Valentine's Day should be a national holiday. Until it is, most of us have to work Feb. 14 every year and tango with our valentines at night.
Pity poor Dr. Amanda Waugh then.
She couldn't even look forward to a nice dinner and a long conversation about the plays of Tony Kushner over chocolate soufflé, because on Valentine's Day in 2009, she was stuck with the night shift at the La Palma Intercommunity Hospital's emergency room south of Los Angeles.
Inspired by the lecture on web tools, I made a collection of many of the websites that were mentioned over the weekend on Delicious (link written out below). It includes the resources mentioned by Barbara Feder Ostrov and Jody Ranck, as well as others that came up in the course of the seminar. I've tagged anything relevant to health reporting with "uschealthj" and plan to keep doing that. Drop me a line if you have any delicious bookmarks set up on the subject too and we can create a network there!
Imagine living in the Bronx.
It’s in one of the greatest cities in the world. Yet the Bronx has the highest incidence of obesity in New York City, while also having the most residents who do not have enough money to buy food, according to a New York Times story.
Cash-only clinics in immigrant communities can be revolving doors. One shady provider gets shoved out, and another steps right in.
When Dr. Andrew Rutland was allowed to return to medicine in 2007 after serving five years of probation for Medical Board of California charges related to the deaths of two babies, he was prevented from practicing alone. The Oct. 25, 2007 order by the medical board is clear: "Petitioner is prohibited from engaging in the solo practice of medicine."
As the 2010 Census gets underway, journalists need a more sophisticated understanding of people over 65 to report on them accurately, says Steven Wallace, a University of California-Los Angeles public health researcher.
"There is no 'The Elderly,'" he told California Endowment Health Journalism Fellows at a Los Angeles seminar on Sunday. "The elderly are a complex mixture of individuals. It's important to realize there are different groups and profile the diversity within them."
Depending on who you ask, an "informavore" is either really smart and well-connected or overly wired and confused.
Jody Ranck is an informavore of the first kind. An independent consultant and pricipal investigator at the Public Health Institute in Oakland, he is working now to create the Public Health Innovation Center, which seeks to reign in the power of social media and mobile tools to "re-mix" practices in public health.
On a Saturday morning, four people wait outside the front door of a converted mini-mall in Rosemead, CA. Ten minutes later -- the doors open exactly at 9 a.m. -- the two women and two men file into the lobby to sign in for their appointments at the Asian Pacific Family Center. The front desk is covered with pamphlets in the many languages of the significant Asian immigrant populations of the San Gabriel Valley. The clinic operates in Vietnamese, Mandarin, Cantonese. Cambodian Chiu Chow, Japanese and Korean, serving over 1,700 immigrant Asian Pacific outpatient families per year.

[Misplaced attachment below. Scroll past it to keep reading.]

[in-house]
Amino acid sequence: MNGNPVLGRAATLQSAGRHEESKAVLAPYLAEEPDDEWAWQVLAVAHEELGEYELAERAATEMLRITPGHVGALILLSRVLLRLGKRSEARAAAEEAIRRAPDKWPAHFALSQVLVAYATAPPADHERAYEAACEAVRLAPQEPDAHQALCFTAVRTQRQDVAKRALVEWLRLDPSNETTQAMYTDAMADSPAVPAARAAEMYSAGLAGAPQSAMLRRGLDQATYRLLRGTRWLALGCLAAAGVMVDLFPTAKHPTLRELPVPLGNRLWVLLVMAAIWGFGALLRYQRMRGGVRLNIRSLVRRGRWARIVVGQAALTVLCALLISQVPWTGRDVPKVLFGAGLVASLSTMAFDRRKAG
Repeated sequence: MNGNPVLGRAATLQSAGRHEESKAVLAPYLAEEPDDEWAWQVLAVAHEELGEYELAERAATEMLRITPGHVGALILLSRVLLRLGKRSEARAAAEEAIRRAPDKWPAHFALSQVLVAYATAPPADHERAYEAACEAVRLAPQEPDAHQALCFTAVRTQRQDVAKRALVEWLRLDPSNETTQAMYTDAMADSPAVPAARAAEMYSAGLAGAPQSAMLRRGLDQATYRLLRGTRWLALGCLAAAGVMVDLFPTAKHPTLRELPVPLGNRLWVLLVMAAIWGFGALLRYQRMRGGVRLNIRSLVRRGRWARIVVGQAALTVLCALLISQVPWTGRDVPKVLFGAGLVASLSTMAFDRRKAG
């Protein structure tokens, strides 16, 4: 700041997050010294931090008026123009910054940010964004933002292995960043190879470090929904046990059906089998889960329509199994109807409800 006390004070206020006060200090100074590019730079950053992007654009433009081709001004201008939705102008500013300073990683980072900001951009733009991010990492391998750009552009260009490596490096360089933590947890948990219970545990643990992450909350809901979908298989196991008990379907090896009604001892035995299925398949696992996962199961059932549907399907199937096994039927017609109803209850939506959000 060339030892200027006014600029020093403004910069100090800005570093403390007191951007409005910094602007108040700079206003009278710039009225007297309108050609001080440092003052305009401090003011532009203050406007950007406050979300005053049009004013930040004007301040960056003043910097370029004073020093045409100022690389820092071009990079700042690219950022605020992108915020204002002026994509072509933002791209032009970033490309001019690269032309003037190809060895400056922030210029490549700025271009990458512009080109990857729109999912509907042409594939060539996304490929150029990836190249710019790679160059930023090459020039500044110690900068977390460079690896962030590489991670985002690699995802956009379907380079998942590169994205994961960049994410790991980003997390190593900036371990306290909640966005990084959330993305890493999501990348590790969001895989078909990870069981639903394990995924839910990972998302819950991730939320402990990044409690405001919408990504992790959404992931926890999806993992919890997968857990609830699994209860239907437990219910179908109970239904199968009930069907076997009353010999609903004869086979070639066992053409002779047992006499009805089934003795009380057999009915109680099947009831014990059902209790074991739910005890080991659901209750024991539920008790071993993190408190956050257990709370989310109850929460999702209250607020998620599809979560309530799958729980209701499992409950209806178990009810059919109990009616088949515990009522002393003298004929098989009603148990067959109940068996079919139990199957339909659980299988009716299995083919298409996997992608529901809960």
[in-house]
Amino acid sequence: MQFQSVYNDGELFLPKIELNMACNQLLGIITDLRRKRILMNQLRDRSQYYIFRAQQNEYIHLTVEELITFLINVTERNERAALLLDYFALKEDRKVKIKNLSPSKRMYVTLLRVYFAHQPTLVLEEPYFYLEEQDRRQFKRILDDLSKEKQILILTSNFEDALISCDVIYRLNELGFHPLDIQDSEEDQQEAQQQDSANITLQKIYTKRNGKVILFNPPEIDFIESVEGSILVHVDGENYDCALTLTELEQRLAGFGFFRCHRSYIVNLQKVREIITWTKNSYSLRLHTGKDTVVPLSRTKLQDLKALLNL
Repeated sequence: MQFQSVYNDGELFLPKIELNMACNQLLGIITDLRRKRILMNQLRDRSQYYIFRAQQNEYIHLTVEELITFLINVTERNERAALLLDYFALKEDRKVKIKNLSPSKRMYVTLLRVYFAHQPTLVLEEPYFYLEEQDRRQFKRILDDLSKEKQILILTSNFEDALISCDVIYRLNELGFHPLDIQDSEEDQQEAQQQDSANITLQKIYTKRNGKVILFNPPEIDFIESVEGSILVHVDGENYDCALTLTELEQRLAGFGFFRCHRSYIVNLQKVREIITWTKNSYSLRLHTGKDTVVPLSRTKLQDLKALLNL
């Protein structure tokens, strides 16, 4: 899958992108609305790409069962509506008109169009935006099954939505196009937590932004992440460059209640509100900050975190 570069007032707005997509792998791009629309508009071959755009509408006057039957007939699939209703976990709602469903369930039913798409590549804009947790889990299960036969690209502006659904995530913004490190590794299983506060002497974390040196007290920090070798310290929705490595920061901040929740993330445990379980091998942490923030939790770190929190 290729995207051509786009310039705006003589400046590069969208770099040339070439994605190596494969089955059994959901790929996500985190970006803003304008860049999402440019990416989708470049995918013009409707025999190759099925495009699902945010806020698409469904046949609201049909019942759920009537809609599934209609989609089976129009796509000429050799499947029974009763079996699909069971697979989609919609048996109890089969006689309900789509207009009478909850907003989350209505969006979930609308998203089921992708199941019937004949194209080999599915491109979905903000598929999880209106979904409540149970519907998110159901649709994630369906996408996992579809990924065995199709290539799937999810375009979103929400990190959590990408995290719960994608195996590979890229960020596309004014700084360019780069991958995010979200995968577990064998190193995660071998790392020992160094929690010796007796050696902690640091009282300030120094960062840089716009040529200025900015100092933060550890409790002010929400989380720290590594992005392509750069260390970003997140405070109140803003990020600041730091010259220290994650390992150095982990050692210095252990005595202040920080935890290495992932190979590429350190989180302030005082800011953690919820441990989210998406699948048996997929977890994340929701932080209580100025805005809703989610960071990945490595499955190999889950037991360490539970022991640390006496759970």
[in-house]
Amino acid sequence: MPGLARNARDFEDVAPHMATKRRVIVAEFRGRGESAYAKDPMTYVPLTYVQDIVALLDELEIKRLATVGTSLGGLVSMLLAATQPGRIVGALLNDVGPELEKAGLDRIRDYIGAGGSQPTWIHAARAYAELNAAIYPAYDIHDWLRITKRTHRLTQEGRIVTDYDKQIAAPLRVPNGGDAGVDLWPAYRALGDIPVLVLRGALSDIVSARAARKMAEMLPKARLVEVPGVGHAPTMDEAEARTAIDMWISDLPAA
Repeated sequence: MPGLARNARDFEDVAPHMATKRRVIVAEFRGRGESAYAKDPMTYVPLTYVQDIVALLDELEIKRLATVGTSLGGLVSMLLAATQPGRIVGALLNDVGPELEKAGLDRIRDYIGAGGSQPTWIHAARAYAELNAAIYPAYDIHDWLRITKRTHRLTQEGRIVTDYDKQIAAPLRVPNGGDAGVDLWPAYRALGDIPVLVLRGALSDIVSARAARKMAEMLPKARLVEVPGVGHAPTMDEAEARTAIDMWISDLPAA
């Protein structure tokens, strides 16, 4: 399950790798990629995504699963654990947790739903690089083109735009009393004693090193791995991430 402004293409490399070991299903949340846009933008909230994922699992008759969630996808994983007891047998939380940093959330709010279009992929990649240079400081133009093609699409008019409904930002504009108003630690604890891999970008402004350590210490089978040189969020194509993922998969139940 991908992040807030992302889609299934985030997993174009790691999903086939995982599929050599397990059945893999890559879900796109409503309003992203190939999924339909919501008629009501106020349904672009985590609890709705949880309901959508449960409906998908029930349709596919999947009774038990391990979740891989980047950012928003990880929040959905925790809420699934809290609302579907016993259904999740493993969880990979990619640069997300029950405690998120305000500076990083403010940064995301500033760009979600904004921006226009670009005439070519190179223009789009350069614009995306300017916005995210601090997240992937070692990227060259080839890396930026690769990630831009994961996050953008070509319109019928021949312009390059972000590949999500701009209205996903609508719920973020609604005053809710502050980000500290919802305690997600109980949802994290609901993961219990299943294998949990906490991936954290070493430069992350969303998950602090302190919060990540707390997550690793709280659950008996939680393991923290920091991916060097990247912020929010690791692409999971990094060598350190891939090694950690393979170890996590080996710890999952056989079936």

Shorter is better. Seven seconds on the Internet is an eternity. Human voices can add an emotional component to a story in a way that text never does.
From top-10 lists to video clips to narrated slideshows, journalists are adding multimedia components to their print and broadcast stories to add depth to their storytelling, get more “bank for the buck” out in the field and create new audiences and distribution channels for their content.
Conventional wisdom has led the majority of us to believe that our health revolves around the choices we make as an individual. However, research from public health demonstrates that it is the social, economic and cultural conditions we live in that really matter. While this is old news for many health researchers, most people outside public health are still unfamiliar with these ideas, especially in the US. Journalists concerned with promoting health must strive to move beyond reproducing such individualistic explanations for health.
At 7 p.m. on a Friday night, the waiting room of LAC+USC Medical Center's emergency department is crowded and will get worse as the hours tick by. This public safety net hospital sees, on average, 450 emergency patients each day, some for ear infections, others with gunshot wounds.
In "LaVonna's World," people in South Los Angeles are able to buy healthy, fresh food at reasonable prices in grocery stores near their homes. They're able to see a specialist when they need to and get the health insurance they need. They don't suffer disproportionately from diseases like diabetes and asthma.
When your child dies because of mistakes made by a doctor, you can sue. Scott and Kathy Broussard did that when Dr. Andrew Rutland twisted their daughter Jillian Broussard's neck so severely that he separated her head from her spine. Most patients either lose in court or settle their cases. If they settle, they go silent. How many times have you called a patient's family to be told, "We can't talk under the terms of the settlement."? The Broussards settled their case, but that didn't stop them from talking.